While a pedal stroke adjustment adapter has been described for attachment to a standard bicycle crank, only a minor modification of the structure converts it into a single unit adjustable bicycle crank as shown in FIG. 8. Such arrangements are possible with European style bicycle drives in which a separate crank is attached to a spindle or bearing stud that is journalled in a housing such as shown as 16, FIG. 1. In this case, two separate cranks are employed, one being attached to one end of the bearing stud 101 and the other being attached to the other end of the spindle. The adjustable crank does not require a mounting bracket such as 24, nor the spacers 28 or shaped mounting blocks 30 and 32. What is required is mounting aperture 102 located at the proximal (housing) end 25 of each adjustable crank. The aperture is adapted to accept and attach to an end of said bearing stud for attachment thereto. As shown, the aperture 102 has a slot 104 at the bottom thereof. An aperture 106 mates with a threaded aperture 108. The aperture 102 is fitted over the end of the bearing stud and is secured by tightening screw 110, which clamps the aperture tightly against the bearing stud.
It is therefore to be realized that the embodiments represented in FIGS. 1-4 and 7 are designed to provide a strong pedal adjustment device which is quick and easy to adjust. The embodiment representation FIGS. 5 and 6 is inexpensive and strong although requiring more effort to adjust.
Although the present invention has been described herein in terms of presently preferred embodiments, it will be appreciated by those skilled in the art that alterations and modifications thereof may be readily made to suit particular needs and applications. It is therefore intended that the following claims be interpreted as covering all such alterations and modifications as fall within the true spirit and scope of the invention.
|Cited Patent||Filing date||Publication date||Applicant||Title|
|US359609 *||Mar 22, 1887||Velocipede|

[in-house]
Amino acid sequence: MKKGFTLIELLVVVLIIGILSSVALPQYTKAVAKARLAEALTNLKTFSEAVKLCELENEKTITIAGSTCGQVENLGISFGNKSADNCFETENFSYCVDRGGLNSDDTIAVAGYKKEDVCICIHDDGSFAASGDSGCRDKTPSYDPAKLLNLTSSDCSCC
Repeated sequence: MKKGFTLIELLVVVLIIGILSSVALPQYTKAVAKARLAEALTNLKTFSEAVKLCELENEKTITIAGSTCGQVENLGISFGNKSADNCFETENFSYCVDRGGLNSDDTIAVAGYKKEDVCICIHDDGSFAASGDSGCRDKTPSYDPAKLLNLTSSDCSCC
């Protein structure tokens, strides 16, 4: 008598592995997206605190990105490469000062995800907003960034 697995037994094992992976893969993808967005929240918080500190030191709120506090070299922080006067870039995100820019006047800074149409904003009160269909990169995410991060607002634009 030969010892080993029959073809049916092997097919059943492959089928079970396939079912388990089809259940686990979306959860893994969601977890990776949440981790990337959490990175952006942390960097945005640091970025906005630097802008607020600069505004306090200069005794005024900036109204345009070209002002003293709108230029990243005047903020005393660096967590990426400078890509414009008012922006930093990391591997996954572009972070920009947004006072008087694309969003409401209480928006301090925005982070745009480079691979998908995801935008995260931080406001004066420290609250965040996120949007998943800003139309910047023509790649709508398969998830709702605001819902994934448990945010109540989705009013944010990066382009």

|US363522 *||May 24, 1887||Crank for velocipedes|
|US385717 *||Jul 10, 1888||Extensible crank-arm|
|US394135 *||Jul 10, 1888||Dec 4, 1888||Franz louis roedel|
|US421969 *||Dec 20, 1889||Feb 25, 1890||Adjustable crank|
|US426670 *||Dec 30, 1889||Apr 29, 1890||Velocipede|
|US446280 *||Jul 1, 1890||Feb 10, 1891||blakely|
|US1227743 *||May 29, 1916||May 29, 1917||Raymond N Burgedorff||Attachment for crank-arms.|
|US2533011 *||Mar 23, 1948||Dec 5, 1950||Hill William C||Bicycle pedal adapter|
|US3081645 *||Dec 17, 1959||Mar 19, 1963||Exercycle Corp||Pedal crank mechanism for exerciser|
|US3789696 *||Jan 10, 1973||Feb 5, 1974||W Beam||Pedal extenders for bicycle|
|US3888136 *||Jun 4, 1974||Jun 10, 1975||Lapeyre Fernand S||Adjustable pedal and crank system for foot propelled vehicles|
|Citing Patent||Filing date||Publication date||Applicant||Title|
|US4915374 *||Feb 2, 1989||Apr 10, 1990||Medmetric Corporation||Recumbent exercise cycle with articulated pedals|
|US5161430 *||May 18, 1990||Nov 10, 1992||Febey Richard W||Pedal stroke range adjusting device|
|US5324241 *||Oct 14, 1993||Jun 28, 1994||Paul Artigues||Knee rehabilitation exercise device|
|US5566589 *||Aug 28, 1995||Oct 22, 1996||Buck; Vernon E.||Bicycle crank arm extender|
|US5640886 *||Jan 6, 1996||Jun 24, 1997||Lai; Yu-Shan||Ascending/descending structure|
|US6865969 *||Mar 28, 2003||Mar 15, 2005||Kerry Peters Stevens||Adjustable pedal for exercise devices|
|US7204788||Jul 23, 2004||Apr 17, 2007||Andrews Ronald A||Pedal stroke adjuster for bicycles or the like|
|US8061727 *||May 11, 2010||Nov 22, 2011||Pt Motion Works, Inc.||Self-propelled vehicle propelled by an elliptical drive train with adjustable stride length mechanism|
|US8117944 *||Jan 9, 2008||Feb 21, 2012||Nikola Stevovich||Pedal apparatus|
|US9568309||Mar 17, 2014||Feb 14, 2017||Nikola Stevovich||Pedal assembly, apparatus for determining a pedal configuration, and methods thereof|
|US9616281 *||Feb 26, 2013||Apr 11, 2017||Hupa International Inc.||Crank for exercise equipment which helps prevent injuries on a rider's ankle during an unexpected drop in speed and assists in avoiding stress on the knees of a rider during exercising|
|US20040187628 *||Mar 28, 2003||Sep 30, 2004||Stevens Kerry Peters||Adjustable pedal for exercise devices|
|US20050020411 *||Jul 23, 2004||Jan 27, 2005||Andrews Ronald A.||Pedal stroke adjuster for bicyles or the like|
|US20050072265 *||Nov 25, 2004||Apr 7, 2005||Stevens Kerry Peters||Adjustable pedal assembly for exercise devices|
|US20080163721 *||Jan 9, 2008||Jul 10, 2008||Nikola Stevovich||Pedal apparatus|
|US20100219602 *||May 11, 2010||Sep 2, 2010||Pt Motion Works, Inc.||Self-Propelled Vehicle Propelled by an Elliptical Drive Train With Adjustable Stride Length Mechanism|
|US20140243158 *||Feb 26, 2013||Aug 28, 2014||Hupa International Inc.||Crank for exercise equipment which helps prevent injuries on a rider's ankle during an unexpected drop in speed and assists in avoiding stress on the knees of a rider during exercising|
|U.S. Classification||74/594.1, 74/594.4, 74/600|
|International Classification||A63B22/06, B62M3/02|
|Cooperative Classification||Y10T74/2168, Y10T74/2179, A63B2022/0623, B62M3/02, Y10T74/2164|
|Oct 9, 1990||REMI||Maintenance fee reminder mailed|
|Mar 10, 1991||LAPS||Lapse for failure to pay maintenance fees|
|May 21, 1991||FP||Expired due to failure to pay maintenance fee|
Effective date: 19910310